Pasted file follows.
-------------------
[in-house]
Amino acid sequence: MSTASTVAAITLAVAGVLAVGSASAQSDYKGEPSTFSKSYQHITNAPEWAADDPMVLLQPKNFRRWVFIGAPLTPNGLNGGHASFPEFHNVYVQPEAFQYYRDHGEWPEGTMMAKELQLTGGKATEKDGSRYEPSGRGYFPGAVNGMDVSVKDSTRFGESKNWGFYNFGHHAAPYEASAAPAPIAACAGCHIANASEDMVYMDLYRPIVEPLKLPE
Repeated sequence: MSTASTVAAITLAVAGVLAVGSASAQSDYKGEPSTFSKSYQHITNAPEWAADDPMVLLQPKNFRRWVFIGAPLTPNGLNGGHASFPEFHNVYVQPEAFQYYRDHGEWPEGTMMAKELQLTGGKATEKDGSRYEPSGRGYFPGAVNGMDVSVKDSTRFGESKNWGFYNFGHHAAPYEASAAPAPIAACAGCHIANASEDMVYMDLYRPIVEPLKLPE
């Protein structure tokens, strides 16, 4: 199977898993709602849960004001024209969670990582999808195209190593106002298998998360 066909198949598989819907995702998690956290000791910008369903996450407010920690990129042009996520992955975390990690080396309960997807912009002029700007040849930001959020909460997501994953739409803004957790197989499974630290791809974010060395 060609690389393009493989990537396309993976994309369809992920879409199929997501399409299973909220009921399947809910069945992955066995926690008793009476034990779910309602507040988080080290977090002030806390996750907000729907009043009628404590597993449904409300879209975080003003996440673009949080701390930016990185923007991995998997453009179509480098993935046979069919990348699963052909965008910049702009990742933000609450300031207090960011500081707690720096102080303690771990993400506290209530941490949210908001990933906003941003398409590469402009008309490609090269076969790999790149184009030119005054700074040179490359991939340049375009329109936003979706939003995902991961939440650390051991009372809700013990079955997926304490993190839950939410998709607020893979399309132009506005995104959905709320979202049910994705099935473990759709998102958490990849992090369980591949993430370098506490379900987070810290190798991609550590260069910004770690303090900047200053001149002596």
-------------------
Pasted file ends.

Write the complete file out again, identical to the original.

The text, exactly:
[in-house]
Amino acid sequence: MSTASTVAAITLAVAGVLAVGSASAQSDYKGEPSTFSKSYQHITNAPEWAADDPMVLLQPKNFRRWVFIGAPLTPNGLNGGHASFPEFHNVYVQPEAFQYYRDHGEWPEGTMMAKELQLTGGKATEKDGSRYEPSGRGYFPGAVNGMDVSVKDSTRFGESKNWGFYNFGHHAAPYEASAAPAPIAACAGCHIANASEDMVYMDLYRPIVEPLKLPE
Repeated sequence: MSTASTVAAITLAVAGVLAVGSASAQSDYKGEPSTFSKSYQHITNAPEWAADDPMVLLQPKNFRRWVFIGAPLTPNGLNGGHASFPEFHNVYVQPEAFQYYRDHGEWPEGTMMAKELQLTGGKATEKDGSRYEPSGRGYFPGAVNGMDVSVKDSTRFGESKNWGFYNFGHHAAPYEASAAPAPIAACAGCHIANASEDMVYMDLYRPIVEPLKLPE
């Protein structure tokens, strides 16, 4: 199977898993709602849960004001024209969670990582999808195209190593106002298998998360 066909198949598989819907995702998690956290000791910008369903996450407010920690990129042009996520992955975390990690080396309960997807912009002029700007040849930001959020909460997501994953739409803004957790197989499974630290791809974010060395 060609690389393009493989990537396309993976994309369809992920879409199929997501399409299973909220009921399947809910069945992955066995926690008793009476034990779910309602507040988080080290977090002030806390996750907000729907009043009628404590597993449904409300879209975080003003996440673009949080701390930016990185923007991995998997453009179509480098993935046979069919990348699963052909965008910049702009990742933000609450300031207090960011500081707690720096102080303690771990993400506290209530941490949210908001990933906003941003398409590469402009008309490609090269076969790999790149184009030119005054700074040179490359991939340049375009329109936003979706939003995902991961939440650390051991009372809700013990079955997926304490993190839950939410998709607020893979399309132009506005995104959905709320979202049910994705099935473990759709998102958490990849992090369980591949993430370098506490379900987070810290190798991609550590260069910004770690303090900047200053001149002596």